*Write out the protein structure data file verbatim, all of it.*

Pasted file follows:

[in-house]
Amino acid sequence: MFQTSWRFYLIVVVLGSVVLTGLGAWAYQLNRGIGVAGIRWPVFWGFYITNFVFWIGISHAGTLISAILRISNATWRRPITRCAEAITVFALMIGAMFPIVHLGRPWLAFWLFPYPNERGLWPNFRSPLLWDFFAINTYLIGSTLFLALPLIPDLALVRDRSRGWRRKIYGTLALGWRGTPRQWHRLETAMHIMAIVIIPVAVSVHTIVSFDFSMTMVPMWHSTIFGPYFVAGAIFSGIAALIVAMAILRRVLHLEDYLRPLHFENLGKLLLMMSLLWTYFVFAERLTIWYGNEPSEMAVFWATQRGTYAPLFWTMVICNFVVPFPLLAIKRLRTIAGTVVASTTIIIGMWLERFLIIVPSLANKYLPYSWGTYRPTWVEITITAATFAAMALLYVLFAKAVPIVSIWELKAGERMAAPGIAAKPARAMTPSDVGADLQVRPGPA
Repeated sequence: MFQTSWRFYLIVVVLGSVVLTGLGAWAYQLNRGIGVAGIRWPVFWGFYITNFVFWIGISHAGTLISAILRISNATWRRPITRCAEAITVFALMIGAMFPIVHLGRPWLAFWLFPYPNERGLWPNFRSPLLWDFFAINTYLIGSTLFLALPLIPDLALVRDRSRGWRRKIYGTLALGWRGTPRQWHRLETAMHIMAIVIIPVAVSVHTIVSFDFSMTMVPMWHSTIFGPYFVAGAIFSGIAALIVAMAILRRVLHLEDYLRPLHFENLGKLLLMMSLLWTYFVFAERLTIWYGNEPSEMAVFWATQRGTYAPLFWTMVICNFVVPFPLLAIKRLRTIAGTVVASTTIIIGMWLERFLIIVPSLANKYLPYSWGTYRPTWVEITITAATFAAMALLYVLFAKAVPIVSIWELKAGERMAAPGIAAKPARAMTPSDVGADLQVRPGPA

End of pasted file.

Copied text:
[in-house]
Amino acid sequence: MFQTSWRFYLIVVVLGSVVLTGLGAWAYQLNRGIGVAGIRWPVFWGFYITNFVFWIGISHAGTLISAILRISNATWRRPITRCAEAITVFALMIGAMFPIVHLGRPWLAFWLFPYPNERGLWPNFRSPLLWDFFAINTYLIGSTLFLALPLIPDLALVRDRSRGWRRKIYGTLALGWRGTPRQWHRLETAMHIMAIVIIPVAVSVHTIVSFDFSMTMVPMWHSTIFGPYFVAGAIFSGIAALIVAMAILRRVLHLEDYLRPLHFENLGKLLLMMSLLWTYFVFAERLTIWYGNEPSEMAVFWATQRGTYAPLFWTMVICNFVVPFPLLAIKRLRTIAGTVVASTTIIIGMWLERFLIIVPSLANKYLPYSWGTYRPTWVEITITAATFAAMALLYVLFAKAVPIVSIWELKAGERMAAPGIAAKPARAMTPSDVGADLQVRPGPA
Repeated sequence: MFQTSWRFYLIVVVLGSVVLTGLGAWAYQLNRGIGVAGIRWPVFWGFYITNFVFWIGISHAGTLISAILRISNATWRRPITRCAEAITVFALMIGAMFPIVHLGRPWLAFWLFPYPNERGLWPNFRSPLLWDFFAINTYLIGSTLFLALPLIPDLALVRDRSRGWRRKIYGTLALGWRGTPRQWHRLETAMHIMAIVIIPVAVSVHTIVSFDFSMTMVPMWHSTIFGPYFVAGAIFSGIAALIVAMAILRRVLHLEDYLRPLHFENLGKLLLMMSLLWTYFVFAERLTIWYGNEPSEMAVFWATQRGTYAPLFWTMVICNFVVPFPLLAIKRLRTIAGTVVASTTIIIGMWLERFLIIVPSLANKYLPYSWGTYRPTWVEITITAATFAAMALLYVLFAKAVPIVSIWELKAGERMAAPGIAAKPARAMTPSDVGADLQVRPGPA